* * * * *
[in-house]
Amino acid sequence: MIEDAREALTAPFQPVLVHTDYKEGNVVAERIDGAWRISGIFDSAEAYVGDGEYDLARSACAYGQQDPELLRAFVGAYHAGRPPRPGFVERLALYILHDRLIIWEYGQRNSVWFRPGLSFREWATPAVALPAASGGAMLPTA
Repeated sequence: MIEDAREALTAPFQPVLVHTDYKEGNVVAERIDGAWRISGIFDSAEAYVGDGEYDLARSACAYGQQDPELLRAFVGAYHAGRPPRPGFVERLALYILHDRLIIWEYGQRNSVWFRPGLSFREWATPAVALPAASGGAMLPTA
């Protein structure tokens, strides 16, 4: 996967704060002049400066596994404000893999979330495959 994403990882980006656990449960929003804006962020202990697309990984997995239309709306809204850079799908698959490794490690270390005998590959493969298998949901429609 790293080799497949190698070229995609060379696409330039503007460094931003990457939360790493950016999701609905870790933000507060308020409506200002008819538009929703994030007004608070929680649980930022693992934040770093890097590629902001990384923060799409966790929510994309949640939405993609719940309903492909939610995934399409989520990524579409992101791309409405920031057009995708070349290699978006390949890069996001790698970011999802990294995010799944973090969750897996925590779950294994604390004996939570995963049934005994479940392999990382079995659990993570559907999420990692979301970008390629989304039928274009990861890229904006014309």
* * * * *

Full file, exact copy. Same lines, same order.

[in-house]
Amino acid sequence: MIEDAREALTAPFQPVLVHTDYKEGNVVAERIDGAWRISGIFDSAEAYVGDGEYDLARSACAYGQQDPELLRAFVGAYHAGRPPRPGFVERLALYILHDRLIIWEYGQRNSVWFRPGLSFREWATPAVALPAASGGAMLPTA
Repeated sequence: MIEDAREALTAPFQPVLVHTDYKEGNVVAERIDGAWRISGIFDSAEAYVGDGEYDLARSACAYGQQDPELLRAFVGAYHAGRPPRPGFVERLALYILHDRLIIWEYGQRNSVWFRPGLSFREWATPAVALPAASGGAMLPTA
């Protein structure tokens, strides 16, 4: 996967704060002049400066596994404000893999979330495959 994403990882980006656990449960929003804006962020202990697309990984997995239309709306809204850079799908698959490794490690270390005998590959493969298998949901429609 790293080799497949190698070229995609060379696409330039503007460094931003990457939360790493950016999701609905870790933000507060308020409506200002008819538009929703994030007004608070929680649980930022693992934040770093890097590629902001990384923060799409966790929510994309949640939405993609719940309903492909939610995934399409989520990524579409992101791309409405920031057009995708070349290699978006390949890069996001790698970011999802990294995010799944973090969750897996925590779950294994604390004996939570995963049934005994479940392999990382079995659990993570559907999420990692979301970008390629989304039928274009990861890229904006014309």